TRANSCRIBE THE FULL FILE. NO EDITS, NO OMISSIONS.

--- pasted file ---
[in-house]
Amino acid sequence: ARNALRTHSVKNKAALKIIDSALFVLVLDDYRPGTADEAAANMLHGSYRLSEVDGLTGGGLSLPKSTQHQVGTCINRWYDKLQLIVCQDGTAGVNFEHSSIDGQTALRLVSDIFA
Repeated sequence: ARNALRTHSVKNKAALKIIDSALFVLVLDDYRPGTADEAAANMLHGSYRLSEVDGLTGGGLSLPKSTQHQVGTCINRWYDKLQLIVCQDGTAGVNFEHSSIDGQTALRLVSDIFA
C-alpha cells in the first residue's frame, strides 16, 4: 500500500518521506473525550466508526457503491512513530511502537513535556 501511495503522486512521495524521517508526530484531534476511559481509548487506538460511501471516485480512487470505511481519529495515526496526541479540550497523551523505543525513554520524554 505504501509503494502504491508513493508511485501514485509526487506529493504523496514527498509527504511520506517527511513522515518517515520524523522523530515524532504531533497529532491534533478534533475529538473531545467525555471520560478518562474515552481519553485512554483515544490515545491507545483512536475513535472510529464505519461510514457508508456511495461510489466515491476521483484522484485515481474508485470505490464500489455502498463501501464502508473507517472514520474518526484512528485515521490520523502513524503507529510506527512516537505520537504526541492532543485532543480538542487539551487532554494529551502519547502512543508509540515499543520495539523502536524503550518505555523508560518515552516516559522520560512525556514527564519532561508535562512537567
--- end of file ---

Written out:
[in-house]
Amino acid sequence: ARNALRTHSVKNKAALKIIDSALFVLVLDDYRPGTADEAAANMLHGSYRLSEVDGLTGGGLSLPKSTQHQVGTCINRWYDKLQLIVCQDGTAGVNFEHSSIDGQTALRLVSDIFA
Repeated sequence: ARNALRTHSVKNKAALKIIDSALFVLVLDDYRPGTADEAAANMLHGSYRLSEVDGLTGGGLSLPKSTQHQVGTCINRWYDKLQLIVCQDGTAGVNFEHSSIDGQTALRLVSDIFA
C-alpha cells in the first residue's frame, strides 16, 4: 500500500518521506473525550466508526457503491512513530511502537513535556 501511495503522486512521495524521517508526530484531534476511559481509548487506538460511501471516485480512487470505511481519529495515526496526541479540550497523551523505543525513554520524554 505504501509503494502504491508513493508511485501514485509526487506529493504523496514527498509527504511520506517527511513522515518517515520524523522523530515524532504531533497529532491534533478534533475529538473531545467525555471520560478518562474515552481519553485512554483515544490515545491507545483512536475513535472510529464505519461510514457508508456511495461510489466515491476521483484522484485515481474508485470505490464500489455502498463501501464502508473507517472514520474518526484512528485515521490520523502513524503507529510506527512516537505520537504526541492532543485532543480538542487539551487532554494529551502519547502512543508509540515499543520495539523502536524503550518505555523508560518515552516516559522520560512525556514527564519532561508535562512537567